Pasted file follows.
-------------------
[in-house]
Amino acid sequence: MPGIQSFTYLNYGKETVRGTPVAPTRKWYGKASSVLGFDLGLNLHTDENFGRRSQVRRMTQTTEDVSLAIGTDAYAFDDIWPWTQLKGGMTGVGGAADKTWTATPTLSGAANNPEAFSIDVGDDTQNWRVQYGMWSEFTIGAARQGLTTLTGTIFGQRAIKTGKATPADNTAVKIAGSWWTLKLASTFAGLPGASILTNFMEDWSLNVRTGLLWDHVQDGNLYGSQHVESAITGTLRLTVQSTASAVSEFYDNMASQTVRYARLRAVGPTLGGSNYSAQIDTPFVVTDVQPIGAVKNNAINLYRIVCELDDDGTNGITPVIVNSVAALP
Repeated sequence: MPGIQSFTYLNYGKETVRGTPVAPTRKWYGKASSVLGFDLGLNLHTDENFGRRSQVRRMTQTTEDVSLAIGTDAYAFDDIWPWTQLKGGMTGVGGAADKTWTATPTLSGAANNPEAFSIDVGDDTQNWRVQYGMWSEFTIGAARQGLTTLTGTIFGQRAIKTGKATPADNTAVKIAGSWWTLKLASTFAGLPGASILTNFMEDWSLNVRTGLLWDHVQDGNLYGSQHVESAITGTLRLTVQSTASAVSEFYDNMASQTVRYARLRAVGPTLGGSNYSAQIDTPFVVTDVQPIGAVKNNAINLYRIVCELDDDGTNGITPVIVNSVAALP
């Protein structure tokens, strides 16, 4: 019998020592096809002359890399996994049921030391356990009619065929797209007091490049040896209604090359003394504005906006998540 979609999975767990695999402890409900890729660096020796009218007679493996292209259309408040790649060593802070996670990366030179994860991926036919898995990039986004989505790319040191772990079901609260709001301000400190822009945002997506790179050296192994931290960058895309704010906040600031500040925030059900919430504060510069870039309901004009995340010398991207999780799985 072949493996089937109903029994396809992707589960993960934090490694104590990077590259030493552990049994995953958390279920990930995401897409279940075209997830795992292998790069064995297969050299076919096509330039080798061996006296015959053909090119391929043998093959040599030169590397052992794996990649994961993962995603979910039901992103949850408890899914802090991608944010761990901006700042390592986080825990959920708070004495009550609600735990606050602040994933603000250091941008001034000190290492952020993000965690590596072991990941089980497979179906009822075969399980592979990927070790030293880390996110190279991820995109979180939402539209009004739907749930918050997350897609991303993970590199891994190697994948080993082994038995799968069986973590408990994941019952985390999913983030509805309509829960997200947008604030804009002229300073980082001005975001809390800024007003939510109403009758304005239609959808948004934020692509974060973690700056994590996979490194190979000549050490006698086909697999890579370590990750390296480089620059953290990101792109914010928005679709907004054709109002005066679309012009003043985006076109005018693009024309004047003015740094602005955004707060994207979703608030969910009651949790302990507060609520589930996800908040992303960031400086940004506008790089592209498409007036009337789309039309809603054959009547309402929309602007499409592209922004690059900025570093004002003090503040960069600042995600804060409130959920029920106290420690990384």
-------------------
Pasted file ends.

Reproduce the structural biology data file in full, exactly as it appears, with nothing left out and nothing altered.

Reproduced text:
[in-house]
Amino acid sequence: MPGIQSFTYLNYGKETVRGTPVAPTRKWYGKASSVLGFDLGLNLHTDENFGRRSQVRRMTQTTEDVSLAIGTDAYAFDDIWPWTQLKGGMTGVGGAADKTWTATPTLSGAANNPEAFSIDVGDDTQNWRVQYGMWSEFTIGAARQGLTTLTGTIFGQRAIKTGKATPADNTAVKIAGSWWTLKLASTFAGLPGASILTNFMEDWSLNVRTGLLWDHVQDGNLYGSQHVESAITGTLRLTVQSTASAVSEFYDNMASQTVRYARLRAVGPTLGGSNYSAQIDTPFVVTDVQPIGAVKNNAINLYRIVCELDDDGTNGITPVIVNSVAALP
Repeated sequence: MPGIQSFTYLNYGKETVRGTPVAPTRKWYGKASSVLGFDLGLNLHTDENFGRRSQVRRMTQTTEDVSLAIGTDAYAFDDIWPWTQLKGGMTGVGGAADKTWTATPTLSGAANNPEAFSIDVGDDTQNWRVQYGMWSEFTIGAARQGLTTLTGTIFGQRAIKTGKATPADNTAVKIAGSWWTLKLASTFAGLPGASILTNFMEDWSLNVRTGLLWDHVQDGNLYGSQHVESAITGTLRLTVQSTASAVSEFYDNMASQTVRYARLRAVGPTLGGSNYSAQIDTPFVVTDVQPIGAVKNNAINLYRIVCELDDDGTNGITPVIVNSVAALP
């Protein structure tokens, strides 16, 4: 019998020592096809002359890399996994049921030391356990009619065929797209007091490049040896209604090359003394504005906006998540 979609999975767990695999402890409900890729660096020796009218007679493996292209259309408040790649060593802070996670990366030179994860991926036919898995990039986004989505790319040191772990079901609260709001301000400190822009945002997506790179050296192994931290960058895309704010906040600031500040925030059900919430504060510069870039309901004009995340010398991207999780799985 072949493996089937109903029994396809992707589960993960934090490694104590990077590259030493552990049994995953958390279920990930995401897409279940075209997830795992292998790069064995297969050299076919096509330039080798061996006296015959053909090119391929043998093959040599030169590397052992794996990649994961993962995603979910039901992103949850408890899914802090991608944010761990901006700042390592986080825990959920708070004495009550609600735990606050602040994933603000250091941008001034000190290492952020993000965690590596072991990941089980497979179906009822075969399980592979990927070790030293880390996110190279991820995109979180939402539209009004739907749930918050997350897609991303993970590199891994190697994948080993082994038995799968069986973590408990994941019952985390999913983030509805309509829960997200947008604030804009002229300073980082001005975001809390800024007003939510109403009758304005239609959808948004934020692509974060973690700056994590996979490194190979000549050490006698086909697999890579370590990750390296480089620059953290990101792109914010928005679709907004054709109002005066679309012009003043985006076109005018693009024309004047003015740094602005955004707060994207979703608030969910009651949790302990507060609520589930996800908040992303960031400086940004506008790089592209498409007036009337789309039309809603054959009547309402929309602007499409592209922004690059900025570093004002003090503040960069600042995600804060409130959920029920106290420690990384």